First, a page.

After making his debut in Episode IV — A New Hope, R5-D4 was a character in various spinoff stories over the years, with some suggesting that he willingly sacrificed his freedom to send R2-D2 on the path to Skywalker. What became of R5-D4 in the years that followed the rebellion is somewhat unknown, but will likely be explored in The Mandalorian to some degree.
On October 19, Favreau posted a photo of himself with Star Wars creator George Lucas on the set of The Mandalorian, which appears to be rolling along in its production quite smoothly these days.
The photo was taken on Favreau’s birthday, making the visit from Lucas one heck of a gift, given Favreau’s well-documented love for the sci-fi saga.
A few weeks earlier, Favreau posted another image from The Mandalorian on Instagram, and it featured a full look at the rifle the series’ title character will wield in the show.
Star Wars fans were quick to point out that the rifle looks similar to the one carried by Boba Fett in the much-maligned (and justifiably so) 1978 Star Wars Holiday Special, which first introduced the popular bounty hunter to the sci-fi saga’s universe.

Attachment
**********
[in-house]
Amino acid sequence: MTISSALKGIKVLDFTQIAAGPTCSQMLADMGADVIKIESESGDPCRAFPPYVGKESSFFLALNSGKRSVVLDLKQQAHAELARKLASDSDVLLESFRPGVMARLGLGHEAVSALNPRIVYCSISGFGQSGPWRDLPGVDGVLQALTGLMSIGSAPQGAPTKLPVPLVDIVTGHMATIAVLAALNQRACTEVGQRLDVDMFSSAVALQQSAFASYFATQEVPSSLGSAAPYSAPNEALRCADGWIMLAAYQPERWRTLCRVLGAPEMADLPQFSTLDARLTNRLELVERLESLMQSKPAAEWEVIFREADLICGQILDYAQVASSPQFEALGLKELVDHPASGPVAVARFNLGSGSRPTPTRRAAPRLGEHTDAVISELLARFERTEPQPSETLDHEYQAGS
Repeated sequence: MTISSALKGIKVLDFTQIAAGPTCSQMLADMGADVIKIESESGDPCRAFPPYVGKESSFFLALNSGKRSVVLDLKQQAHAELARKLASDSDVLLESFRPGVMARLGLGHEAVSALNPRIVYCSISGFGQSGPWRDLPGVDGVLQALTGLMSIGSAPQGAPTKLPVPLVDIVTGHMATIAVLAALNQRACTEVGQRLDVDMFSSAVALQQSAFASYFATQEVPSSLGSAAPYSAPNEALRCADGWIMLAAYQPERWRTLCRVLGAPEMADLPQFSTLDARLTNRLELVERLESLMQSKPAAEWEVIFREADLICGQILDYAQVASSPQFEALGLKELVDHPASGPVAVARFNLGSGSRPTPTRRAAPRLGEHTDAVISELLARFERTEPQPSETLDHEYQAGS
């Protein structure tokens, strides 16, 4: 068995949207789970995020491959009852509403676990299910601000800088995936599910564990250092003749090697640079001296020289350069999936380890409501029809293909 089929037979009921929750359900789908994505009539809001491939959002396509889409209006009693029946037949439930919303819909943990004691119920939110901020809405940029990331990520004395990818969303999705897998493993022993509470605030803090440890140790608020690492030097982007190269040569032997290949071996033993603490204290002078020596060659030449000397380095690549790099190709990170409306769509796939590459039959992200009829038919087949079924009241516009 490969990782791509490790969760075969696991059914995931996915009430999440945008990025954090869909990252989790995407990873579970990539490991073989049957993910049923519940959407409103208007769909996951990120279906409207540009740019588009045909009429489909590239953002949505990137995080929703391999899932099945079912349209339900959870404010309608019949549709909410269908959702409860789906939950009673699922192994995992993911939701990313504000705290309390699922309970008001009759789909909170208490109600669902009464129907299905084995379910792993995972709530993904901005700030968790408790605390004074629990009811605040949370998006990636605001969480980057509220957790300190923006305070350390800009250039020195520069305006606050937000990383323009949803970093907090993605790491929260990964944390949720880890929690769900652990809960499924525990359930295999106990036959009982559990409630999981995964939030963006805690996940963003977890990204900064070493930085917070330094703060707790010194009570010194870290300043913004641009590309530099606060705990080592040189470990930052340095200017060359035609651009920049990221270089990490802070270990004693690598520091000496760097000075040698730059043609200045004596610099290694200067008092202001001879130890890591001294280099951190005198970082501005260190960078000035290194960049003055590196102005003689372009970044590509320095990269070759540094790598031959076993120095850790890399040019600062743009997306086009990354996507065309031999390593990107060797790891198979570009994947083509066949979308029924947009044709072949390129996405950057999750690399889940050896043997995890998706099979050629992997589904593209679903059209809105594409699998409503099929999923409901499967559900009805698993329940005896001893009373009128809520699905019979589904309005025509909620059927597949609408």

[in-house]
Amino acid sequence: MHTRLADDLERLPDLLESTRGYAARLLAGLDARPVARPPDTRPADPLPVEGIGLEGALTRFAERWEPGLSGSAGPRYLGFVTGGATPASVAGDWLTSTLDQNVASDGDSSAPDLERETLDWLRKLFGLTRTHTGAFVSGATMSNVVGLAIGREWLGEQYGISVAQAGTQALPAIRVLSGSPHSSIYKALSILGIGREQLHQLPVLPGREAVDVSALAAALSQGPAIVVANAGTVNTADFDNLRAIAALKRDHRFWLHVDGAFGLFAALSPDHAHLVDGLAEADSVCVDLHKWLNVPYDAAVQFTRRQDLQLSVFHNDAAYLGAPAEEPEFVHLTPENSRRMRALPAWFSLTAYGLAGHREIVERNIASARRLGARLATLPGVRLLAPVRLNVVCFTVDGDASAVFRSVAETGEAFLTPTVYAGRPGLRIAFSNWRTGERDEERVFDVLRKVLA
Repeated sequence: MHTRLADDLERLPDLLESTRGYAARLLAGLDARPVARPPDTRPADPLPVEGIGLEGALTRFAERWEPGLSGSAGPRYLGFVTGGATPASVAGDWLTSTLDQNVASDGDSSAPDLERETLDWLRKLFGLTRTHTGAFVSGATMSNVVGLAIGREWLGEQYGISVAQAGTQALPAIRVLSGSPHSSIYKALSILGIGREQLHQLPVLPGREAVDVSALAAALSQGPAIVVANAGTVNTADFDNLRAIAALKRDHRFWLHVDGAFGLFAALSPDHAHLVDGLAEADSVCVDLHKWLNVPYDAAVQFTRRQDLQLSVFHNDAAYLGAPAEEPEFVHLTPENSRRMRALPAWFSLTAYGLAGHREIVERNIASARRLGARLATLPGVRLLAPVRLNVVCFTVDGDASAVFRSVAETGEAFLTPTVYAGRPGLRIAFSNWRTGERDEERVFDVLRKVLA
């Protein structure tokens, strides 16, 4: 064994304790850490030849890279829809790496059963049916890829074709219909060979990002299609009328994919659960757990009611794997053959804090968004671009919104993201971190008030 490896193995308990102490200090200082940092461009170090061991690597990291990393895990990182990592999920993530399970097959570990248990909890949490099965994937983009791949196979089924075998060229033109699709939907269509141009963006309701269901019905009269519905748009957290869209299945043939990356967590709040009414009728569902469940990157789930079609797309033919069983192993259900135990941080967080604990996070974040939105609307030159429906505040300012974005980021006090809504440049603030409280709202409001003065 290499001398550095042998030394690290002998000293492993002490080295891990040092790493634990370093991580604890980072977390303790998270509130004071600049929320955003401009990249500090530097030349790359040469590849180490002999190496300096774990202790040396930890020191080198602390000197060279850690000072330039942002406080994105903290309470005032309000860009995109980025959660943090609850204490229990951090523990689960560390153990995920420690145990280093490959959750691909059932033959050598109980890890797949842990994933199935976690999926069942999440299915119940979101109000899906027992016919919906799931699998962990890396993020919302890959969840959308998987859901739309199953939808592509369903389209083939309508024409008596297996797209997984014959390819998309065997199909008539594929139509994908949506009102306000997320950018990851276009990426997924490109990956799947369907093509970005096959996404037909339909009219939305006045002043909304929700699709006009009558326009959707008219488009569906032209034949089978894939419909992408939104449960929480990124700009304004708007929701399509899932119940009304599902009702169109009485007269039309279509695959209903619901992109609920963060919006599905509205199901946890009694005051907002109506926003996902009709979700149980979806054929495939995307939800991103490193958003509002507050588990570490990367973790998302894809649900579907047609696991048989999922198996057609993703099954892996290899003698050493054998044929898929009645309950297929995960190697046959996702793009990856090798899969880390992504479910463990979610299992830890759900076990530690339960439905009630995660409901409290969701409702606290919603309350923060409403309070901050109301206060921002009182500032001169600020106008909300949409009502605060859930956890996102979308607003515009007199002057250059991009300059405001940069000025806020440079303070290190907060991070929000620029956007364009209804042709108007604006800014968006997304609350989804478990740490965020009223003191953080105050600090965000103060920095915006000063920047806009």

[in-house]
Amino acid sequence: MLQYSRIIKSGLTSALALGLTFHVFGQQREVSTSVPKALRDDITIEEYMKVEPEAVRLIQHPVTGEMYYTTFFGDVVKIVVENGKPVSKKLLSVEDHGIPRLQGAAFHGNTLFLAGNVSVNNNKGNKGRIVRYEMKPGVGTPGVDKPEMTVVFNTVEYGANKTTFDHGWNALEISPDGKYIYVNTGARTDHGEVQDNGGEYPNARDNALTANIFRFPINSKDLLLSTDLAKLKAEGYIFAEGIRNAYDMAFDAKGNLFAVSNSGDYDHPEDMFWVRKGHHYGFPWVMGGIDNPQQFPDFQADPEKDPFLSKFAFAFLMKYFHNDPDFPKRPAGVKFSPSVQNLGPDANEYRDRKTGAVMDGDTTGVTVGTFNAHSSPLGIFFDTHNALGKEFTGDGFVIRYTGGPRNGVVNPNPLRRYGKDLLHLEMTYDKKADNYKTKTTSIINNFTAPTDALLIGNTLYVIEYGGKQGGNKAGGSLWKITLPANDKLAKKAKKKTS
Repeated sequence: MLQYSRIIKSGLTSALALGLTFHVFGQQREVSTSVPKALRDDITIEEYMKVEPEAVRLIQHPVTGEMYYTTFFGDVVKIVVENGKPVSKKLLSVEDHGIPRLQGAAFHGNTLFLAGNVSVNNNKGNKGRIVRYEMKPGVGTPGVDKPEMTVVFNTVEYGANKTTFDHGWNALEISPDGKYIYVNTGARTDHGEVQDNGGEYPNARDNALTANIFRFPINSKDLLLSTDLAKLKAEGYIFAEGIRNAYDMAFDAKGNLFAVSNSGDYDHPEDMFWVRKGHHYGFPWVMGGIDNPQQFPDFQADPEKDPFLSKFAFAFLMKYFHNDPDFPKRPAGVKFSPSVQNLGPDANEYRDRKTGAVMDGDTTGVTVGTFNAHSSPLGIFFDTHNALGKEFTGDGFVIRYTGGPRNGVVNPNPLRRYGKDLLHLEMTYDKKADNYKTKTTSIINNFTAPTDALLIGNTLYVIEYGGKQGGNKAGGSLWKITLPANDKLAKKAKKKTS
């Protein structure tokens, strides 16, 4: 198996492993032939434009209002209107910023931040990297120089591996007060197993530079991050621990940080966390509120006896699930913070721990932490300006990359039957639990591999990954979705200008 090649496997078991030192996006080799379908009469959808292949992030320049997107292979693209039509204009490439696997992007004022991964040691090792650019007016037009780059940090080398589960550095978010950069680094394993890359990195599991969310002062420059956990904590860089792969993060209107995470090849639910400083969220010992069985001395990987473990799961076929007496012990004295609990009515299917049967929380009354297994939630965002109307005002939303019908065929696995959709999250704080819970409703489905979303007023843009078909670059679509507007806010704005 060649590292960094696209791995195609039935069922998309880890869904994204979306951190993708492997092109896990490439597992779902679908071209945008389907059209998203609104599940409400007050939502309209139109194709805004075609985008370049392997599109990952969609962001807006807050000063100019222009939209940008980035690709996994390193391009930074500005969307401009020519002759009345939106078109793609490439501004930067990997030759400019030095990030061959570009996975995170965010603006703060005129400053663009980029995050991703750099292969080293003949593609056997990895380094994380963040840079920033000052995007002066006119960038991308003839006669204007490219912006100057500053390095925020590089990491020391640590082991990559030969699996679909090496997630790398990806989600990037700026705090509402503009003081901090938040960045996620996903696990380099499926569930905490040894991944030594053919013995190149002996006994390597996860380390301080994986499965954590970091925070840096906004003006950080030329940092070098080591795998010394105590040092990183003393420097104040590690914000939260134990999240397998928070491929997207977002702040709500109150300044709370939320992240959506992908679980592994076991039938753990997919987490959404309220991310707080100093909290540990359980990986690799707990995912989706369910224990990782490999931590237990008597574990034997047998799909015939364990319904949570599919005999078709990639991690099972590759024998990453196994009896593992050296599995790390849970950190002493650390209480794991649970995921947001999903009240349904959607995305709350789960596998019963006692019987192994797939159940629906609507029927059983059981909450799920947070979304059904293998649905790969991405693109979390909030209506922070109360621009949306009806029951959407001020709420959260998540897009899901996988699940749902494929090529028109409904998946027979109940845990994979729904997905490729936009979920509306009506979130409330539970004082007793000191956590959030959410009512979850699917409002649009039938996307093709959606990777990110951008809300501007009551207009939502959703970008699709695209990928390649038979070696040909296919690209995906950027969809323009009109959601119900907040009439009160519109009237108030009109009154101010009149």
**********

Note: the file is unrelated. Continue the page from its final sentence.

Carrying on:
That particular rifle was later identified as an “Amban phase-pulse blaster” in the Star Wars: The Force Unleashed video game, according to fan site Making Star Wars, which took a deep dive into the weapon’s background in the franchise.
The very first image from The Mandalorian was revealed on StarWars.com on October 4 and was accompanied by a list of directors who will helm various episodes of the series.
The list of filmmakers includes Waititi, Deborah Chow (Jessica Jones), Rick Famuyiwa (Dope), and Bryce Dallas Howard (Solemates), with veteran Star Wars director Dave Filoni (Star Wars: The Clone Wars, Star Wars Rebels) directing the first episode of the show.